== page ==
- Durant answered questions about whether his ankle was 100 percent pretty quickly. KD, who turned the ankle Saturday night in Sacramento, had a nice spin move for a dunk to score the Thunder’s second basket of the game.
- What’s up with Andris Biedrins’ haircut? He would have been right at home on the set of Hoosiers. It looks like his grandma combed his hair before the game.
- How about Nenad Krstic’s block on Lee when Lee went up for a dunk in the first quarter? I maintain that Krstic is an underrated defender. He’s not a great defender, it’s just that lots of folks tend to assume he’s horrible because he’s European (I guess). He’s not horrible, he’s solid. Don’t bring that weak ish in Nenad’s house!
- Big shoutout to the folks who wore the bright yellow shirts that spelled out “Ibaka.” That’s awesome.
- James Harden did a nice acting job in getting a foul called on a made 3-pointer in the second quarter. He converted the free-throw for the 4-point play as well. I don’t like seeing Harden hitting the floor after half his jump shots … unless it works. He scored six straight points for the Thunder with that play and two free-throws before that.
- I was glad to see Daequan Cook get a shot at some floor time when the Thunder went relatively small in the second quarter. I don’t mind changing things up every now and then. You’ve got to think that, at minimum, it helps him stay sharp to know he could get some minutes.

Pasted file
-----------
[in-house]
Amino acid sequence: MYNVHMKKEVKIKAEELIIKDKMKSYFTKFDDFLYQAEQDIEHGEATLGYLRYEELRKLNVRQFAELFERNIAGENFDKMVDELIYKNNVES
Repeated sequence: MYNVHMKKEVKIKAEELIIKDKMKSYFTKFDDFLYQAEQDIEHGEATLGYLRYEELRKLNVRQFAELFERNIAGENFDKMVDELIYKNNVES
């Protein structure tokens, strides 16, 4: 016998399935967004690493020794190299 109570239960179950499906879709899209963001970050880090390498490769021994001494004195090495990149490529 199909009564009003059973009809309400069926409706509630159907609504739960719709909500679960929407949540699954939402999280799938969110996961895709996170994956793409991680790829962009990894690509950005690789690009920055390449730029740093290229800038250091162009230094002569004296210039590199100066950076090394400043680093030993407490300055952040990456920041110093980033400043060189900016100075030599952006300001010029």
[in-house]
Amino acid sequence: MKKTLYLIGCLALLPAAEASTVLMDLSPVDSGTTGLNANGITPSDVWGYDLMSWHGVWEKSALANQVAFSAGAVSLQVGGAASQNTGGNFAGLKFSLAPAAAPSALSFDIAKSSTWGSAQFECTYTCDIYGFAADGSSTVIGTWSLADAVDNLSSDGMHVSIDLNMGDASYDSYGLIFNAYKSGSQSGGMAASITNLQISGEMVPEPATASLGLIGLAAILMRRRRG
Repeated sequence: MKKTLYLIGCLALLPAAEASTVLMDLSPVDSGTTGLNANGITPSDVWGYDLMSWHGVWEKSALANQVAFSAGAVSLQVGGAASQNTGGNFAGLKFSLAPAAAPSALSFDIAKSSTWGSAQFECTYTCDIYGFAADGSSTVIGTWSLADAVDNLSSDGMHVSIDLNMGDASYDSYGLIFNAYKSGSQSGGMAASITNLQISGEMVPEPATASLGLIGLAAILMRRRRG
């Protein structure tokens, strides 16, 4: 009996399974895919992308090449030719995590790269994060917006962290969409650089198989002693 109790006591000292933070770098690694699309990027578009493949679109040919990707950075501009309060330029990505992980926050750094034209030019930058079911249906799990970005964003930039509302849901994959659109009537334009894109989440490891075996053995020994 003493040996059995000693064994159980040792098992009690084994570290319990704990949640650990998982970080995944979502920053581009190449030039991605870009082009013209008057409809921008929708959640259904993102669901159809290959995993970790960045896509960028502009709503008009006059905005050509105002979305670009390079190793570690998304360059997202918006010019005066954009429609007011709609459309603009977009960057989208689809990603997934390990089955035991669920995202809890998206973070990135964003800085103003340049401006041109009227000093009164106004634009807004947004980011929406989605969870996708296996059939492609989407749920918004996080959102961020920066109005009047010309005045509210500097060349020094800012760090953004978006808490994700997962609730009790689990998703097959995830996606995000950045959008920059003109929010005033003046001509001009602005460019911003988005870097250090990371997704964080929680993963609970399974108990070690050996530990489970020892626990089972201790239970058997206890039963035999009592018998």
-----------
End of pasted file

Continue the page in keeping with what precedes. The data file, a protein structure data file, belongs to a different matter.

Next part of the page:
- Golden State has the best uniforms and the best court in the NBA. Period. I will accept no arguments. (The Celtics’ uniforms and court are classic and everything, but I’m over it.)
- I can’t think of a starting NBA back court in the last 20 years or so that is weaker defensively than Monta Ellis and Stephen Curry. But man, are they fun to watch on the other end. Curry had 23 points on 10-18 shooting and 13 assists, and Ellis had 33 points and seven assists on 13-25 shooting with only four turnovers (all Ellis’) between them. That’s some good offensive basketball.
- Back to Curry for a second. I’m not sure that anyone, other than Steve Nash, can get to a spot on the floor better than him. He’s pretty much always in control, and he uses his handle and body — diminutive as he may be — to get to exactly where he wants to go, and his shooting touch is just incredible. And I know there are a lot of Thunder fans out there who would rather have him than Harden, who was drafted several spots ahead of him. But I’m still not sure if Curry can be as valuable as Harden, if Harden continues to improve and become more consistent, in a physical seven-game playoff series.